Feinstein ‘very opposed' to Enterprise Rancheria casino
If her actions in Washington, D.C., weren't clear enough, U.S. Sen. Dianne Feinstein left no doubt Tuesday as to where she stands on the proposed Yuba County Indian casino, Enterprise Rancheria: Against it.
"I'm very opposed to off-reservation gaming," Feinstein said after speaking at a luncheon in Sacramento presented by the Sacramento Council of Governments and a consortium called the Next Economy Partnership. "If you want to go that route, go back to the ballot and see what voters think about it."
Feinstein, D-Calif., was asked about Enterprise Rancheria, a project slated for empty land near Sleep Train Amphitheatre. She said when state voters approved American Indian casinos in a 2000 ballot initiative, they did so partly because such casinos would be limited to tribal lands.
"What's happened is these landless tribes have gotten land near urban areas, and they're trying to get casinos there," she said.
But with more than 60 existing Indian casinos in California, bringing in billions in annual revenue, Feinstein said, "How many is enough?"
The sponsoring tribe for Enterprise Rancheria, the Estom Yumeka Maidu, could not be reached for comment Tuesday. But tribal representatives have said their situation is unique because their traditional tribal lands were given up during the 1960s for the creation of Lake Oroville.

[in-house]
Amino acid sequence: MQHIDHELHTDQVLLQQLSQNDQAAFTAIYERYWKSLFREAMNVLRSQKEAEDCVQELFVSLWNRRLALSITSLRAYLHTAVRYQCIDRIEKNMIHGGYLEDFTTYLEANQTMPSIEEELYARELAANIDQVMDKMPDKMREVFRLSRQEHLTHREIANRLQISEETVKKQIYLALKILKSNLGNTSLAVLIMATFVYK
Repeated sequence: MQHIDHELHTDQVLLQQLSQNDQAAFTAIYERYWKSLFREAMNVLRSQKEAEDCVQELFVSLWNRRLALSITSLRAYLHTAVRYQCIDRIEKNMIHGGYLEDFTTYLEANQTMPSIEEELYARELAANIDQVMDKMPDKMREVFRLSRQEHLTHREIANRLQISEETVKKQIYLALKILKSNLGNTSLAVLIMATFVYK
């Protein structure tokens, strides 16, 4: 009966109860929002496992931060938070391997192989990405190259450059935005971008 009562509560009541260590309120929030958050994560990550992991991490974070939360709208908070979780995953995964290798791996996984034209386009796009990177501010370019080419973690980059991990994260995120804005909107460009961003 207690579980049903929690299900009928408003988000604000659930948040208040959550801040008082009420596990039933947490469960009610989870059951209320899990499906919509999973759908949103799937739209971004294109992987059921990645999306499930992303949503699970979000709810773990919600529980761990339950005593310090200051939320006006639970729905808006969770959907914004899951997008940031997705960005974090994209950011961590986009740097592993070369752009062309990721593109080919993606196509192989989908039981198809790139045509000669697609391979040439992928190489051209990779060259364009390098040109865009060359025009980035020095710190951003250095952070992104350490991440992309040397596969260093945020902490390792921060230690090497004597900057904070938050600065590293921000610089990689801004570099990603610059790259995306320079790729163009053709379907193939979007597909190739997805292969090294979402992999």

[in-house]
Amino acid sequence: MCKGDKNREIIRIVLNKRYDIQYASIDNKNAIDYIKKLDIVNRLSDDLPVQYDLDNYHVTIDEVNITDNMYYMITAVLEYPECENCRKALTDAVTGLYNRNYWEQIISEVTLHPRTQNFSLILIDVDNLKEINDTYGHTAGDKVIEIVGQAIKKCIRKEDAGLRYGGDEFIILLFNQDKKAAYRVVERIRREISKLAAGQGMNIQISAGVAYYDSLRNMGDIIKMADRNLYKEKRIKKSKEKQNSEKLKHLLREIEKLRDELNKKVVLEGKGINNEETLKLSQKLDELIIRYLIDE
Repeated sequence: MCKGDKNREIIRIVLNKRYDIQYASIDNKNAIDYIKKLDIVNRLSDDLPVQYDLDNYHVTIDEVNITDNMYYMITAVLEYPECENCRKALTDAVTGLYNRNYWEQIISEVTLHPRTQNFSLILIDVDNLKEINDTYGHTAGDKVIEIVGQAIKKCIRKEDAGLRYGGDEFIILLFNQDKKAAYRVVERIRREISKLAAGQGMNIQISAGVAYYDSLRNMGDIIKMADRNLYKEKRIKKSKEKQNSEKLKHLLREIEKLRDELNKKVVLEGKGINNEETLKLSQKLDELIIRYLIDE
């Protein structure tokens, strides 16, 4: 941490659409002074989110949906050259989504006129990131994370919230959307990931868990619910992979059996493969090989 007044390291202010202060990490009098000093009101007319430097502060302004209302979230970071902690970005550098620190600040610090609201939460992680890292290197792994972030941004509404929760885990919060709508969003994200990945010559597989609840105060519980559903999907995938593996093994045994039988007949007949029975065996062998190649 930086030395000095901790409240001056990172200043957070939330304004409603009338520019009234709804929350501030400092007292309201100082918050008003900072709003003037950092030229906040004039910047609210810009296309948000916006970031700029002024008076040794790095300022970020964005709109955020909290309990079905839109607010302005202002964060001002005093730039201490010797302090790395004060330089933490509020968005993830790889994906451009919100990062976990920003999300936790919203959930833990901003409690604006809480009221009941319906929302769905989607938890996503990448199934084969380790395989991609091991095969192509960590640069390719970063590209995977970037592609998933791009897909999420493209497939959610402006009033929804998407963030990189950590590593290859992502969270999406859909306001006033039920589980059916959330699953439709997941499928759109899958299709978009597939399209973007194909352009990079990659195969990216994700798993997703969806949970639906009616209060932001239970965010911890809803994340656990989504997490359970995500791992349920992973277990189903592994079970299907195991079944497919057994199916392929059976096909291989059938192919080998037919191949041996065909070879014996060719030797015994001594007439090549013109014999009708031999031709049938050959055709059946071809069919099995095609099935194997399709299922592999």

Opponents have contended the tribe is "reservation shopping" because there are two Indian casinos operated by other tribes near Oroville. Final approval for Enterprise Rancheria is on hold, while the U.S. Department of the Interior takes a second look at how much local support the project has. The further review came at Feinstein's request late last year, and she has pressed federal officials in recent weeks to finish the review after a 60-day window passed in February.
As well, Gov. Jerry Brown has until September to rule on whether land for the casino can be taken into trust. His office has given no indication on how soon he'll issue a decision.
Feinstein's speech focused on federal spending and job creation at the luncheon before more than 100 local government officials and business leaders. She discussed a bill she will introduce to give companies a sizable tax cut if they file a patent for a new invention and then manufacture the device in the United States.
"Sort of the soft side of hardware is innovation, and that's really where we have a leading role," she said of California.
In a brief speech introducing Feinstein, U.S. Rep. Doris Matsui, D-Sacramento, said the two planned to visit levees near Sacramento later in the day to help Matsui convince Feinstein of the need to appropriate more money for levee repairs and upgrades in the region.
"We are committed to get the project authorized, funded and completed," Matsui said.
CONTACT Ben van der Meer at bvandermeer @appealdemocrat.com or 749-4786. Find him on Facebook at /ADbvandermeer or on Twitter at @ADbvandermeer.